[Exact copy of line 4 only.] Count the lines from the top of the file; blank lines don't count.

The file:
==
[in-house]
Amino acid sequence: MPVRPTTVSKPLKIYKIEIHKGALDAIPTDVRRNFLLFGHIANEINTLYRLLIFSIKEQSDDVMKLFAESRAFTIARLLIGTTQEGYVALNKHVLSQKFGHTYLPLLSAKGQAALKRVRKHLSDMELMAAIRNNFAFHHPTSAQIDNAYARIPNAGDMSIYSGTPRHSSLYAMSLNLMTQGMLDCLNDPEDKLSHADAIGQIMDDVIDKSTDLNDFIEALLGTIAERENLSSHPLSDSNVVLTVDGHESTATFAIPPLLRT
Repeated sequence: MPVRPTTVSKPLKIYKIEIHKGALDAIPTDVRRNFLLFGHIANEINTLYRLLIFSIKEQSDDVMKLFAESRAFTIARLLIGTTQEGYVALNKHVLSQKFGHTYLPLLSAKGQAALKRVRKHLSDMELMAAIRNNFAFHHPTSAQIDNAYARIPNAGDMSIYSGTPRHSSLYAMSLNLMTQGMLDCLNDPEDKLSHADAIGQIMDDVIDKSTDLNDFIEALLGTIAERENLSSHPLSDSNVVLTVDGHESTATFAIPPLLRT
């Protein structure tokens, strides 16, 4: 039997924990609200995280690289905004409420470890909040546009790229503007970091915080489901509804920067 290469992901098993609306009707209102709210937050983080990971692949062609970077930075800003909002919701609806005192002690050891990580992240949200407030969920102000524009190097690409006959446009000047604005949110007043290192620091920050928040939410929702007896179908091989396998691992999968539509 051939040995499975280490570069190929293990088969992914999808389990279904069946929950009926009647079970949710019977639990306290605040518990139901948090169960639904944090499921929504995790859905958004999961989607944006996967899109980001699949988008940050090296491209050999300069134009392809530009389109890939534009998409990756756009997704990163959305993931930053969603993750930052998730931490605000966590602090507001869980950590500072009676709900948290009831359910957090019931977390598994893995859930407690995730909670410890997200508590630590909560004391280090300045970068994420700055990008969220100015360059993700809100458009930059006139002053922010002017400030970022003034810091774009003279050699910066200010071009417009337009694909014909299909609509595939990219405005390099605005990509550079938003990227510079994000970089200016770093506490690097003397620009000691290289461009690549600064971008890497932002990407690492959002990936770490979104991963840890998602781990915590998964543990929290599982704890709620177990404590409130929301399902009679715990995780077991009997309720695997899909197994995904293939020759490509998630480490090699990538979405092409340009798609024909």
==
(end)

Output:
């Protein structure tokens, strides 16, 4: 039997924990609200995280690289905004409420470890909040546009790229503007970091915080489901509804920067 290469992901098993609306009707209102709210937050983080990971692949062609970077930075800003909002919701609806005192002690050891990580992240949200407030969920102000524009190097690409006959446009000047604005949110007043290192620091920050928040939410929702007896179908091989396998691992999968539509 051939040995499975280490570069190929293990088969992914999808389990279904069946929950009926009647079970949710019977639990306290605040518990139901948090169960639904944090499921929504995790859905958004999961989607944006996967899109980001699949988008940050090296491209050999300069134009392809530009389109890939534009998409990756756009997704990163959305993931930053969603993750930052998730931490605000966590602090507001869980950590500072009676709900948290009831359910957090019931977390598994893995859930407690995730909670410890997200508590630590909560004391280090300045970068994420700055990008969220100015360059993700809100458009930059006139002053922010002017400030970022003034810091774009003279050699910066200010071009417009337009694909014909299909609509595939990219405005390099605005990509550079938003990227510079994000970089200016770093506490690097003397620009000691290289461009690549600064971008890497932002990407690492959002990936770490979104991963840890998602781990915590998964543990929290599982704890709620177990404590409130929301399902009679715990995780077991009997309720695997899909197994995904293939020759490509998630480490090699990538979405092409340009798609024909």